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Microsoft offers to buy Yahoo for $44.6 billion

Microsoft announced early Friday that it has made a proposal to the board of directors of Yahoo to buy the company for $31 a share, which amounts to $44.6 billion.

In a stunning move, Microsoft announced early Friday that it has made a proposal to the board of directors of Yahoo to buy the company for $31 a share, which amounts to $44.6 billion.

Yahoo described the offer as "unsolicited" but indicated that it would nonetheless mull over the offer.

The price per share represents a 62% premium above the value of Yahoo's stock when markets closed Thursday, which was $19.18. However, Reuters reported that Yahoo's stock jumped to $30.75 in pre-market trading.

"Microsoft's consistent belief has been that the combination of Microsoft and Yahoo! clearly represents the best way to deliver maximum value to our respective shareholders, as well as create a more efficient and competitive company that would provide greater value and service to our customers," Steve Ballmer, Microsoft CEO, wrote in a letter to the Yahoo Board of directors. The letter can be read in its entirety here.

Ballmer does not mention Google by name -- "Today, the market is increasingly dominated by one player" -- but, given the struggles that both Microsoft and Yahoo have had in taking on Google individually, it is clear that Google is the target. According to research cited in the Reuters report, Google's share of global Web search is a staggering 77%. Yahoo and Microsoft combine for fewer than 20% of the search share.

Yahoo released a brief response to Microsoft's proposal: "The Company said that its Board of Directors will evaluate this proposal carefully and promptly in the context of Yahoo!'s strategic plans and pursue the best course of action to maximize long-term value for shareholders."

As BBC News reported, these are tough times for Yahoo. Friday morning pre-market trading notwithstanding, the company's stock price has slid 46% since surpassing $34 a share in October. Just this week, Yahoo announced plans to shed 1,000 workers and chairman Terry Semel quit.

Better luck the second time around?

This is not the first time that a Microsoft-Yahoo merger has been discussed.

Ballmer's letter indicated that Microsoft offered to buy Yahoo in late 2006, only to be turned down in February 2007. "These discussions were based on a vision that the online businesses of Microsoft and Yahoo! should be aligned in some way to create a more effective competitor in the online marketplace," the Microsoft CEO wrote. "We discussed a number of alternatives ranging from commercial partnerships to a merger proposal, which you rejected.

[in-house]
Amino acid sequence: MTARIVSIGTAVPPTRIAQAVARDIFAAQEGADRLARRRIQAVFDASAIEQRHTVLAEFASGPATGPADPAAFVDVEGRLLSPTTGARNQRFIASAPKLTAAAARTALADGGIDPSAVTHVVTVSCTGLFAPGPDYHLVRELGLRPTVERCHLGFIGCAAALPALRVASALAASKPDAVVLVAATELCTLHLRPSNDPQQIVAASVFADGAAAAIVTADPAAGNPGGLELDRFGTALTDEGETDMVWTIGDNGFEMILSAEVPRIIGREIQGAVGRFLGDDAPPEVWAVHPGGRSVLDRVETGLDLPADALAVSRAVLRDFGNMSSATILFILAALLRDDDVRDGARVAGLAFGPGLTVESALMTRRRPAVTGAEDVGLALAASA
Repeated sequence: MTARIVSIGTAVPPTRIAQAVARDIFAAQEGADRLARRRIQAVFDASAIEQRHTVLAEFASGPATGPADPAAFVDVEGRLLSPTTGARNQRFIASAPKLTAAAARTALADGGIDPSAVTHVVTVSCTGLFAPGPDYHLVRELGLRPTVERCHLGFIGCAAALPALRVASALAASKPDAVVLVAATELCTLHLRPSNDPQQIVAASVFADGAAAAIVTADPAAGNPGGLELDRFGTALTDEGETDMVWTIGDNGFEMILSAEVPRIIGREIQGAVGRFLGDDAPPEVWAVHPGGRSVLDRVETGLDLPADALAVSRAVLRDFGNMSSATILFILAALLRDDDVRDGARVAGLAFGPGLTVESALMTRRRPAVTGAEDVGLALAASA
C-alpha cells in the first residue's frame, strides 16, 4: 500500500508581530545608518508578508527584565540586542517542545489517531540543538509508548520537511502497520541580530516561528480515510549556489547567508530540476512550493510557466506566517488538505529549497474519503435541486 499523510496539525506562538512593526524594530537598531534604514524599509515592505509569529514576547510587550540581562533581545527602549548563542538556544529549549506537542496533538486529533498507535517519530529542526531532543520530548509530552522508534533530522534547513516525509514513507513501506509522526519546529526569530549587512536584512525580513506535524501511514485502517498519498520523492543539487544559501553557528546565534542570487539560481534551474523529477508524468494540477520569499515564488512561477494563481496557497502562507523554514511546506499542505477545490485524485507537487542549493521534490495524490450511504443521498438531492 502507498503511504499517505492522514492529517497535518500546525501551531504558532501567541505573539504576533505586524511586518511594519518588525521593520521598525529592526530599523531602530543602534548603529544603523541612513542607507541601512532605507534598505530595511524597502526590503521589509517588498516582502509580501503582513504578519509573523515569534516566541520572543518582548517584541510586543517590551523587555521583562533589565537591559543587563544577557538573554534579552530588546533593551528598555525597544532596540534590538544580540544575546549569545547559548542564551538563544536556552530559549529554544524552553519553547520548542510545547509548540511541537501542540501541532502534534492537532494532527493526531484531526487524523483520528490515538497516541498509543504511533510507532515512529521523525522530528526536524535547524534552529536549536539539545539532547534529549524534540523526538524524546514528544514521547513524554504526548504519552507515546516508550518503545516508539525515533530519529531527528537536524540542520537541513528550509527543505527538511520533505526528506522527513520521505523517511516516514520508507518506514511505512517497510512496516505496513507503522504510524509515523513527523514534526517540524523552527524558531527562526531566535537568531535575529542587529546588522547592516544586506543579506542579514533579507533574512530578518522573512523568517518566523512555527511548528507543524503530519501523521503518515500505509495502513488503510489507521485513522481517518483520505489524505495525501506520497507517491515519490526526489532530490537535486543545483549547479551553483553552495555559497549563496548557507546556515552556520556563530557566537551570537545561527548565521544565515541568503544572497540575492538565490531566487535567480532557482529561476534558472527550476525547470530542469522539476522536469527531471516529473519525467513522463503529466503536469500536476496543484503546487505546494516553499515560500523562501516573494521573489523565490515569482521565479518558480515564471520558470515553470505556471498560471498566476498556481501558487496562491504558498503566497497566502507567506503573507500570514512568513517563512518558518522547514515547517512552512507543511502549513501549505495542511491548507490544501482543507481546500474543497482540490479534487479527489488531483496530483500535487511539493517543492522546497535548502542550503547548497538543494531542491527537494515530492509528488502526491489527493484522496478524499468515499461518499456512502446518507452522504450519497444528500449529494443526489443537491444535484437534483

At that time, as The Register pointed out, Yahoo "bet the farm" on Project Panama, its platform for distributing online advertising. That endeavor is not succeeding. As Ballmer put it to the Yahoo Board of Directors, "A year has gone by, and the competitive situation has not improved."

In referencing how the Microsoft-Yahoo combination could compete with Google, Ballmer listed four main areas of alignment -- an economy of scale, an expanded capacity for research and development, improved operational efficiencies and a focus on "emerging user experiences" such as mobile services and online commerce.

Microsoft said it expects the deal to be completed in the second half of 2008. The company does not expect to meet any regulatory resistance.

Were the deal to go through, it would represent the largest tech firm deal since the AOL-Time Warner merger, as the Reuters report indicated.

The blogosphere reacts

Not surprisingly, the news has prompted much reaction from the blogosphere. The word "wow" is common, particularly in the TechCrunch conversation about the Microsoft-Yahoo story. (Slashdot readers are a bit more worried.)

James Mowery of Tech In Demand suggested, "This deal could be the most important acquisition so far this century," adding, "Wall Street analysts believe this deal is very likely to go through."

Allen Stern of Center Networks, meanwhile, was blogging throughout Microsoft's conference call Friday morning. The main message seemed to be that Microsoft felt its own research and development capabilities were not enough to take on Google alone.

Finally, Mary Jo Foley points out in her All About Microsoft blog that the online business at Microsoft pales in comparison to the software business. It is obvious, but it is worth noting.

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